Australians create approximately 67 million tonnes of waste a year, and for many people once they’ve put their waste in the recycling or rubbish little thought is given to what happens to it next. For items placed in general waste bins in almost every case it goes straight to a landfill, but when it comes to recycling things can get more complicated. The current recycling system is up against consumer confusion about what is acceptable as commingled recycling, there are high levels of contamination, and mixed material products may be eliminated altogether  because one form of material is inseparable from the other, such as with plastic-lined paper. Even if a waste item provided is perfectly recyclable material there is a chance it may not end up recycled if there is no viable market for it.

Markets for recyclable material were further challenged in 2017 by China’s announcement that it would ban imports of 24 categories of recyclables and solid waste by the end of the year. Having dominated the global manufacturing industry, China was also the largest global importer of many types of recyclable materials, and those in the world who had relied on China for their waste and recycling processing were left scrambling. While broader international markets for recyclable material also existed many followed China’s lead in tightening their restrictions.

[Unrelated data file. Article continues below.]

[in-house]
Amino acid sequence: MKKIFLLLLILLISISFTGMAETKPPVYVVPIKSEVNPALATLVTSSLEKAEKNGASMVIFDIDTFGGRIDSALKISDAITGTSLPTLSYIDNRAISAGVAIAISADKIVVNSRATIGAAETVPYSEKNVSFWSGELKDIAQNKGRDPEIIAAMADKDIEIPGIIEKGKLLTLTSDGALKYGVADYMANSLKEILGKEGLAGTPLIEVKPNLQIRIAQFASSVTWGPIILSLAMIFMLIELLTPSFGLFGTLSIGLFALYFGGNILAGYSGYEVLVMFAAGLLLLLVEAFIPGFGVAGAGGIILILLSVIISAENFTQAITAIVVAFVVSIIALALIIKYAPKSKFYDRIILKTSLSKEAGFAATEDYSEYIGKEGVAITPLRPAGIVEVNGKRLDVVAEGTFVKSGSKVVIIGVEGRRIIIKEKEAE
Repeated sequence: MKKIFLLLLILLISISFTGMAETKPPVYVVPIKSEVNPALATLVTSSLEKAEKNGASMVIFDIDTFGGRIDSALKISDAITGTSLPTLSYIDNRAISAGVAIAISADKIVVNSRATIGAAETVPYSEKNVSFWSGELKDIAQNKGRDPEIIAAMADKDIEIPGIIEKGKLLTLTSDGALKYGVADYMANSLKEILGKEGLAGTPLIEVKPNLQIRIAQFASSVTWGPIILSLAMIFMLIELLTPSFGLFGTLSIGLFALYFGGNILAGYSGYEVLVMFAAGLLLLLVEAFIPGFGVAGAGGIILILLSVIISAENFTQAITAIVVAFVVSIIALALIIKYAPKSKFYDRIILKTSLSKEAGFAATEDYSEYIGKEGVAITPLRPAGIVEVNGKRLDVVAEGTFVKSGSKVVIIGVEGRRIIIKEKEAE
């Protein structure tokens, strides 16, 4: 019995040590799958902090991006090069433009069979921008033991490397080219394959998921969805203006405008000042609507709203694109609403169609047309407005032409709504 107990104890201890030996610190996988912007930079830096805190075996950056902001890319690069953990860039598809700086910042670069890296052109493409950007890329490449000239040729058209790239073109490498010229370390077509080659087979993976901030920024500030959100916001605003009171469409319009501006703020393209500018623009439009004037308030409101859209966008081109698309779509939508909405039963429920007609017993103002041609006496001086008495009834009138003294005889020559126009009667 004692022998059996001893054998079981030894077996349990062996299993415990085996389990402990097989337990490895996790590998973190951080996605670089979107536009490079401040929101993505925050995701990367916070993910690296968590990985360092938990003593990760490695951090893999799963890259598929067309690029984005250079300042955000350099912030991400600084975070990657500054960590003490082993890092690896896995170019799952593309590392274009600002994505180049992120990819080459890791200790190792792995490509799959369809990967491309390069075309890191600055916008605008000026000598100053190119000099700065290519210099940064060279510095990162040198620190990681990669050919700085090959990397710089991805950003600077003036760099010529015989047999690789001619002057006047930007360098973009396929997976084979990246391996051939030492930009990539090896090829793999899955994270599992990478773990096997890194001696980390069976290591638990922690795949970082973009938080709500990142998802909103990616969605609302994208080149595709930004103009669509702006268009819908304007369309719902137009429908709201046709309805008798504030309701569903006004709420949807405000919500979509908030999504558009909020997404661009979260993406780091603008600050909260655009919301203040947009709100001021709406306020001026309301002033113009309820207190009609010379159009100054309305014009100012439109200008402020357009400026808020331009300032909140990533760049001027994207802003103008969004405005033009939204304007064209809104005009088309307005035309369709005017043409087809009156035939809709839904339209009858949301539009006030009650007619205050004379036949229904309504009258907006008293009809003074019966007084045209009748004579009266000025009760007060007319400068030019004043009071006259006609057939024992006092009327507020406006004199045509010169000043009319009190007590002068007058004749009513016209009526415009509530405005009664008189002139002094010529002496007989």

As a result, Australia developed a national strategy to change the way they looked at waste, the National Waste Policy Action Plan. The ambitious plan set goals such as banning the export of waste plastic, paper, glass and tyres, reducing total waste generated in Australia by 10% per person, increasing the use of recycled content by governments and industry, phasing out problematic and unnecessary plastics, halving the amount of organic waste sent to landfills, and reaching a national resource recovery target of 80%. The ban on waste exports will begin to roll out next year, with unprocessed glass in January of 2021, mixed plastics in July of 2021, whole used tyres in December of 2021, single resin and polymer plastics by July of 2022, and mixed and unsorted cardboard and paper by July 2024. If all goes according to plan, the rest of the targets will be reached by 2030.